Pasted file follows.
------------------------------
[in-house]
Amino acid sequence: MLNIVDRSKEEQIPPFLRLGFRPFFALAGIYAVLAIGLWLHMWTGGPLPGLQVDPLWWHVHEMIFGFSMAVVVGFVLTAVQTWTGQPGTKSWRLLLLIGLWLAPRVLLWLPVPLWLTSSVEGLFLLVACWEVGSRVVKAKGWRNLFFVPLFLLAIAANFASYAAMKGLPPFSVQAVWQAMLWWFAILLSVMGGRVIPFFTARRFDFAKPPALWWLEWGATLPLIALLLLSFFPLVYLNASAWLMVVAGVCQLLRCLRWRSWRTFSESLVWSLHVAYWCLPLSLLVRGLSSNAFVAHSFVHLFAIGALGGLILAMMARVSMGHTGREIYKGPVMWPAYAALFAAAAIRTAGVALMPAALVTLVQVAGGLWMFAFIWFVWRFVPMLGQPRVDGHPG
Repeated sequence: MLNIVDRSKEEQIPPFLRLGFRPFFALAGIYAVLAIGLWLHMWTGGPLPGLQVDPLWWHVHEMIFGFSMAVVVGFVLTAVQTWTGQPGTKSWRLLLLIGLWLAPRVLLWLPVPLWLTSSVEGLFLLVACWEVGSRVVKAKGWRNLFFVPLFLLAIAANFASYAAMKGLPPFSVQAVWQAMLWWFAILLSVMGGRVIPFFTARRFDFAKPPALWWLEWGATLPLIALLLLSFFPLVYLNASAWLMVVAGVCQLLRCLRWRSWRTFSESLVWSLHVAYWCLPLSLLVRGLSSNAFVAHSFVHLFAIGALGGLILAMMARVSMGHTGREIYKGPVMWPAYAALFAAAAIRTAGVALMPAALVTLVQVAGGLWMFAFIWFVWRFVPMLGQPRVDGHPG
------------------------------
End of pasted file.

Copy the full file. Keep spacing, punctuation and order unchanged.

[in-house]
Amino acid sequence: MLNIVDRSKEEQIPPFLRLGFRPFFALAGIYAVLAIGLWLHMWTGGPLPGLQVDPLWWHVHEMIFGFSMAVVVGFVLTAVQTWTGQPGTKSWRLLLLIGLWLAPRVLLWLPVPLWLTSSVEGLFLLVACWEVGSRVVKAKGWRNLFFVPLFLLAIAANFASYAAMKGLPPFSVQAVWQAMLWWFAILLSVMGGRVIPFFTARRFDFAKPPALWWLEWGATLPLIALLLLSFFPLVYLNASAWLMVVAGVCQLLRCLRWRSWRTFSESLVWSLHVAYWCLPLSLLVRGLSSNAFVAHSFVHLFAIGALGGLILAMMARVSMGHTGREIYKGPVMWPAYAALFAAAAIRTAGVALMPAALVTLVQVAGGLWMFAFIWFVWRFVPMLGQPRVDGHPG
Repeated sequence: MLNIVDRSKEEQIPPFLRLGFRPFFALAGIYAVLAIGLWLHMWTGGPLPGLQVDPLWWHVHEMIFGFSMAVVVGFVLTAVQTWTGQPGTKSWRLLLLIGLWLAPRVLLWLPVPLWLTSSVEGLFLLVACWEVGSRVVKAKGWRNLFFVPLFLLAIAANFASYAAMKGLPPFSVQAVWQAMLWWFAILLSVMGGRVIPFFTARRFDFAKPPALWWLEWGATLPLIALLLLSFFPLVYLNASAWLMVVAGVCQLLRCLRWRSWRTFSESLVWSLHVAYWCLPLSLLVRGLSSNAFVAHSFVHLFAIGALGGLILAMMARVSMGHTGREIYKGPVMWPAYAALFAAAAIRTAGVALMPAALVTLVQVAGGLWMFAFIWFVWRFVPMLGQPRVDGHPG